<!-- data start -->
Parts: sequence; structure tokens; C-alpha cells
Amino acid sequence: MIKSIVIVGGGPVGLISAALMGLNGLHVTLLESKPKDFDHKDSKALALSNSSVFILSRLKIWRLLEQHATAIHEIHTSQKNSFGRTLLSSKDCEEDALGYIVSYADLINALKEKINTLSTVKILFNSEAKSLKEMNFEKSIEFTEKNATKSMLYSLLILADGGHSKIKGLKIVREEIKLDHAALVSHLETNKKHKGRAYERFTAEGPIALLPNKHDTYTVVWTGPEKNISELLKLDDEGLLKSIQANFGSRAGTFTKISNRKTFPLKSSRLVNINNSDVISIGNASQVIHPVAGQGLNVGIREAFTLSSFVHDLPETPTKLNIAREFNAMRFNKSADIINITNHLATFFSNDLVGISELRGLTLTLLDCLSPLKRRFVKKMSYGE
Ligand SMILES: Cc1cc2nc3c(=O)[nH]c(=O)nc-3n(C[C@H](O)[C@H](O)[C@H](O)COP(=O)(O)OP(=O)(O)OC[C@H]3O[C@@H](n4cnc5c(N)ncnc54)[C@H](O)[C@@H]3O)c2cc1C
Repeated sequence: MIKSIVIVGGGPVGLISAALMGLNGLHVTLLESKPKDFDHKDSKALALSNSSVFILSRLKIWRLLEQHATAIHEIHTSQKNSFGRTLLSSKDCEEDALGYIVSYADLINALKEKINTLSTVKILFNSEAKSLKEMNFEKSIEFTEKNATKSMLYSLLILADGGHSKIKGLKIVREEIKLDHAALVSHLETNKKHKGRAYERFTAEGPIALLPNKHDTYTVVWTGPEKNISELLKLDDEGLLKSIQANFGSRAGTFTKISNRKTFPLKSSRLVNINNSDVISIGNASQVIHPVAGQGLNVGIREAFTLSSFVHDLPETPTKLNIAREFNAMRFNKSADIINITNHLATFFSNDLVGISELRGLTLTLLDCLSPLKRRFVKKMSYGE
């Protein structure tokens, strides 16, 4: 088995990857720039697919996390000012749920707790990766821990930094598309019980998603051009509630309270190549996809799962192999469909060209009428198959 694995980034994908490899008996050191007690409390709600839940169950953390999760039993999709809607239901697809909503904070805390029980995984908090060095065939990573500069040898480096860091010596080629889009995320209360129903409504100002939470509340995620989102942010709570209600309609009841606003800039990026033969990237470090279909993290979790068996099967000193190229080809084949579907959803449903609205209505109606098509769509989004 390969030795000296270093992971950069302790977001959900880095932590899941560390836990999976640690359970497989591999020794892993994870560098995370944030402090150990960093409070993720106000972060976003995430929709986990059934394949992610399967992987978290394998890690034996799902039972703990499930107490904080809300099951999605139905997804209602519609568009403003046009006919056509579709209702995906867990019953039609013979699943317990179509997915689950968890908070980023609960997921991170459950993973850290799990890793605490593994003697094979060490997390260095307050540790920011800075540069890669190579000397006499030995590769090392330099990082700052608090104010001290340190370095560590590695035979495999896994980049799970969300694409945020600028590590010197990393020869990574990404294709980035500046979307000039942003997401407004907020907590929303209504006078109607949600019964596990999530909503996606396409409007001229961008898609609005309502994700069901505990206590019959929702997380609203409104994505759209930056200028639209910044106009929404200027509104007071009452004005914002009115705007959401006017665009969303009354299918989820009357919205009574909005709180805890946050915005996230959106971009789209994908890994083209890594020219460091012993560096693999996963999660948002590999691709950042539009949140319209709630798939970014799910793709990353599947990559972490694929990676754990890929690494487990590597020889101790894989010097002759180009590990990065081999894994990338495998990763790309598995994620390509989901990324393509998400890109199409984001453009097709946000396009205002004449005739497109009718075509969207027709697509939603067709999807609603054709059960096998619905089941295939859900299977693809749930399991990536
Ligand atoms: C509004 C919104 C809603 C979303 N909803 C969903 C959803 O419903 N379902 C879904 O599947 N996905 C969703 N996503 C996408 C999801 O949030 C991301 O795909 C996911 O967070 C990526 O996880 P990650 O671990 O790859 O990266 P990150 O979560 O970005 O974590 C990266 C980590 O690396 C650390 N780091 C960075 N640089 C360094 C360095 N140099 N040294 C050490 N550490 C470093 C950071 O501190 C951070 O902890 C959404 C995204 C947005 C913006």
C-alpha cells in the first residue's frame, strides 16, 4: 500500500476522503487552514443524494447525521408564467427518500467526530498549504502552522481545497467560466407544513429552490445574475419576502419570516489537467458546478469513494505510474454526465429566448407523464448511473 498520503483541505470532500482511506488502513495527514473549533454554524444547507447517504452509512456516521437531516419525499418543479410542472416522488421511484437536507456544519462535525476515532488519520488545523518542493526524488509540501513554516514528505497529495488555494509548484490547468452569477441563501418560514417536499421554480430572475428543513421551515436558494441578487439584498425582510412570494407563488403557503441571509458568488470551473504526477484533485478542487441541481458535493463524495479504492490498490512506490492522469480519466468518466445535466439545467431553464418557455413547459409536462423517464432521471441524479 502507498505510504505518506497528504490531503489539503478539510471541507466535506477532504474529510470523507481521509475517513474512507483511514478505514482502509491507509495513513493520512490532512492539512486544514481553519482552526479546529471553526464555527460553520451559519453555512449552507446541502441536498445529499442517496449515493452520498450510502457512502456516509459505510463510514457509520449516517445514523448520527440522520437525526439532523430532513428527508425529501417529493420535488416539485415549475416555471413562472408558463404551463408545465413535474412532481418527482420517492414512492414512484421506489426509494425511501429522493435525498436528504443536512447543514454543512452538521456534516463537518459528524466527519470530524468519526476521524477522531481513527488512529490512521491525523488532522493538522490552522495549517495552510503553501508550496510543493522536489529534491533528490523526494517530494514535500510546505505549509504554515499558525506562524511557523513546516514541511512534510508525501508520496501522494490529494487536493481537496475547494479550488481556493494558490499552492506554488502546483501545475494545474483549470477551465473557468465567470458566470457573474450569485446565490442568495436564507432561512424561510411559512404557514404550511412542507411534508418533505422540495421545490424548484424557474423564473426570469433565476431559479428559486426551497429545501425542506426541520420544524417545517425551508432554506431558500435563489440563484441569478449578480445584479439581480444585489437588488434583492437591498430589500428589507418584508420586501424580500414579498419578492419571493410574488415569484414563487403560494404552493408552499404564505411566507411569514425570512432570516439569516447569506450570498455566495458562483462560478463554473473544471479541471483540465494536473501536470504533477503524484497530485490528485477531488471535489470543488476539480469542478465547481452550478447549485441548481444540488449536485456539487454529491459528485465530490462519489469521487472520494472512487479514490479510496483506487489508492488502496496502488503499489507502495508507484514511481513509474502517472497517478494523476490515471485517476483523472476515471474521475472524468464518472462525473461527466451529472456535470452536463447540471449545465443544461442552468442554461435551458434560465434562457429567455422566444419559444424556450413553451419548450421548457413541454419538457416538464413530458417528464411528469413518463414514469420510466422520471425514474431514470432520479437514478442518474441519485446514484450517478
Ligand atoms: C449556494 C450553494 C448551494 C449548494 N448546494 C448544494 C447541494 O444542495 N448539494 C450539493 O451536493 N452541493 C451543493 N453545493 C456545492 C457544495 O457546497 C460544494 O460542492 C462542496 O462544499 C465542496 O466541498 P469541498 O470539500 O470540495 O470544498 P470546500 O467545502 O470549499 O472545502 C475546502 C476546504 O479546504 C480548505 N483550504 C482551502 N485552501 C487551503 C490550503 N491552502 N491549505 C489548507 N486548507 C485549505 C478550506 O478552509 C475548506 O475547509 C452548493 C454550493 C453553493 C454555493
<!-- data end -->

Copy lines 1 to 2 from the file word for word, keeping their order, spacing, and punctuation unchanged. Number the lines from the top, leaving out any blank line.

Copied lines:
Parts: sequence; structure tokens; C-alpha cells
Amino acid sequence: MIKSIVIVGGGPVGLISAALMGLNGLHVTLLESKPKDFDHKDSKALALSNSSVFILSRLKIWRLLEQHATAIHEIHTSQKNSFGRTLLSSKDCEEDALGYIVSYADLINALKEKINTLSTVKILFNSEAKSLKEMNFEKSIEFTEKNATKSMLYSLLILADGGHSKIKGLKIVREEIKLDHAALVSHLETNKKHKGRAYERFTAEGPIALLPNKHDTYTVVWTGPEKNISELLKLDDEGLLKSIQANFGSRAGTFTKISNRKTFPLKSSRLVNINNSDVISIGNASQVIHPVAGQGLNVGIREAFTLSSFVHDLPETPTKLNIAREFNAMRFNKSADIINITNHLATFFSNDLVGISELRGLTLTLLDCLSPLKRRFVKKMSYGE